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Preferences,Development And The Corruption Trap

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  • Luca Correani

    (University of Tuscia - Viterbo)

Abstract

A perpetual scarcity of public goods/services produces distortions of an individual’s attitudes towards the cost of bureaucratic procedures: even if bureaucracy is not cumbersome, poverty induces people to perceive honesty as too expensive and to prefer illegal payments because they cannot completely satisfy their needs by following the legal bureaucratic procedures. So traditional anticorruption measures such as the increase in corruption costs or the organization of public education campaigns would not permanently reduce corruption levels if poverty remains diffused. Using an overlapping generation model based on a mechanism of cultural transmission, we study the evolution both of social attidudes towards bureaucratic corruption and the institutional framework. Theoretical analysis displays how in poorer countries corruption appears to be a permanent state; institutional reforms are blocked and the only relevant anticorruption intervention consists in public education campaigns. However, also in this case, we simply obtain a temporary reduction of corruption. We call this situation “the corruption trap” because the preferences of population always converge to equilibria with a very high proportion of corrupt agents and honesty is only a temporary state due to anticorruption measures. Similar situations could be observed in developed countries with high levels of corruption owing to unexpected institutional shoks. Finally, we empirically corroborate the model’s implications in a cross-country framework, using both corruption indices and a new data-set which measures the population’s expectation of future corruption for each country.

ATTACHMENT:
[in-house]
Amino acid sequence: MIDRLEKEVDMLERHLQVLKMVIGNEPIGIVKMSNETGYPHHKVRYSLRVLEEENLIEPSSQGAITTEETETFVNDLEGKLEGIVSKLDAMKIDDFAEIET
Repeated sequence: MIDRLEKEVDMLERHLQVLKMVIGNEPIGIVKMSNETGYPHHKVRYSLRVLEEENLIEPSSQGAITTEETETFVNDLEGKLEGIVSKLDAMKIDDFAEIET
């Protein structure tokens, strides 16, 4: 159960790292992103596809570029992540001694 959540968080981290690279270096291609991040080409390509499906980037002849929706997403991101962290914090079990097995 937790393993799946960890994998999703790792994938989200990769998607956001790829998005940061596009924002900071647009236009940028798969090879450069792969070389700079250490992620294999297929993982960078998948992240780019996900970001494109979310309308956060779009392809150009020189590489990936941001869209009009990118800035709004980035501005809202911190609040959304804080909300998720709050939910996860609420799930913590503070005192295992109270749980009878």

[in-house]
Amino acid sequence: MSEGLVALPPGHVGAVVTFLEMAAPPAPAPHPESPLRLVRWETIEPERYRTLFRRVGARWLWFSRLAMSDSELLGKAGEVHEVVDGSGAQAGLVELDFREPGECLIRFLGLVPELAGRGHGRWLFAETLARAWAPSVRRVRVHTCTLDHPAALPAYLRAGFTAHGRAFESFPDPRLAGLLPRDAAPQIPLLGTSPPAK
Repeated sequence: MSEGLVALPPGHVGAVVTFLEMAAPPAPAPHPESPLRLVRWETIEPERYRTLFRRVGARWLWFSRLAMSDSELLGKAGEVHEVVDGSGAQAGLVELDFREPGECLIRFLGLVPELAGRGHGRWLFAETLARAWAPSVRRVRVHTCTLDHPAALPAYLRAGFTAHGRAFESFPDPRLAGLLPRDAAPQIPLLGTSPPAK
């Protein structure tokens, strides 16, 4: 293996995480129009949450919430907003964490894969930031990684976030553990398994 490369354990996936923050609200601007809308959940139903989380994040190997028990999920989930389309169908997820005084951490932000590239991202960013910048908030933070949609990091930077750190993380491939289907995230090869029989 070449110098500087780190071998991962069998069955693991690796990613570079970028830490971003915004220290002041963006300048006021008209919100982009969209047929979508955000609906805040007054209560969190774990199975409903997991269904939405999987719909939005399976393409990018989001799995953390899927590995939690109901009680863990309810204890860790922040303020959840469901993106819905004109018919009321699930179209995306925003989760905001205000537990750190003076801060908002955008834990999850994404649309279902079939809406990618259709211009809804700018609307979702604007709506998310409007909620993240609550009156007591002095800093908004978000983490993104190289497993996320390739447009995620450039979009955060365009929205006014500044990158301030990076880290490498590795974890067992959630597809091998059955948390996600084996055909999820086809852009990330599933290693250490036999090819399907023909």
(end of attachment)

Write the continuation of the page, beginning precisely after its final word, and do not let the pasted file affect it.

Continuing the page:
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Bibliographic Info

Paper provided by EconWPA in its series Public Economics with number 0406007.

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Length: 20 pages
Date of creation: 15 Jun 2004
Date of revision:
Handle: RePEc:wpa:wuwppe:0406007

Note: Type of Document - pdf; pages: 20
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Web page: http://128.118.178.162

Related research

Keywords: CORRUPTION; IMPERFECT EMPATHY; DEVELOPMENT;

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  1. de la Croix, David & Michel, Philippe, 1997. "Altruism and self-refrain," Discussion Papers (IRES - Institut de Recherches Economiques et Sociales) 1998010, Université catholique de Louvain, Institut de Recherches Economiques et Sociales (IRES), revised 00 Apr 1998.
  2. Erwin Tiongson & Hamid Reza Davoodi & Sanjeev Gupta, 2000. "Corruption and the Provision of Health Care and Education Services," IMF Working Papers 00/116, International Monetary Fund.
  3. Pranab Bardhan, 1997. "Corruption and Development: A Review of Issues," Journal of Economic Literature, American Economic Association, vol. 35(3), pages 1320-1346, September.
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  7. Esther Hauk & Maria Sáez, 1999. "On the cultural transmission of corruption," Economics Working Papers 392, Department of Economics and Business, Universitat Pompeu Fabra.
  8. Bisin, A. & Verdier, T., 1997. "The Economics of Cultural Transmission and the Dynamics of Preferences," DELTA Working Papers 97-03, DELTA (Ecole normale supérieure).
  9. Tirole, Jean, 1996. "A Theory of Collective Reputations (with Applications to the Persistence of Corruption and to Firm Quality)," Review of Economic Studies, Wiley Blackwell, vol. 63(1), pages 1-22, January.
  10. Sah, Raaj, 2007. "Corruption across countries and regions: Some consequences of local osmosis," Journal of Economic Dynamics and Control, Elsevier, vol. 31(8), pages 2573-2598, August.
  11. Andvig, J.C. & Ove Moene, K., 1988. "How Corruption May Corrupt," Memorandum 20/1988, Oslo University, Department of Economics.
  12. Vito Tanzi & Hamid Reza Davoodi, 1997. "Corruption, Public Investment, and Growth," IMF Working Papers 97/139, International Monetary Fund.
  13. Vito Tanzi, 1998. "Corruption Around the World: Causes, Consequences, Scope, and Cures," IMF Staff Papers, Palgrave Macmillan, vol. 45(4), pages 559-594, December.
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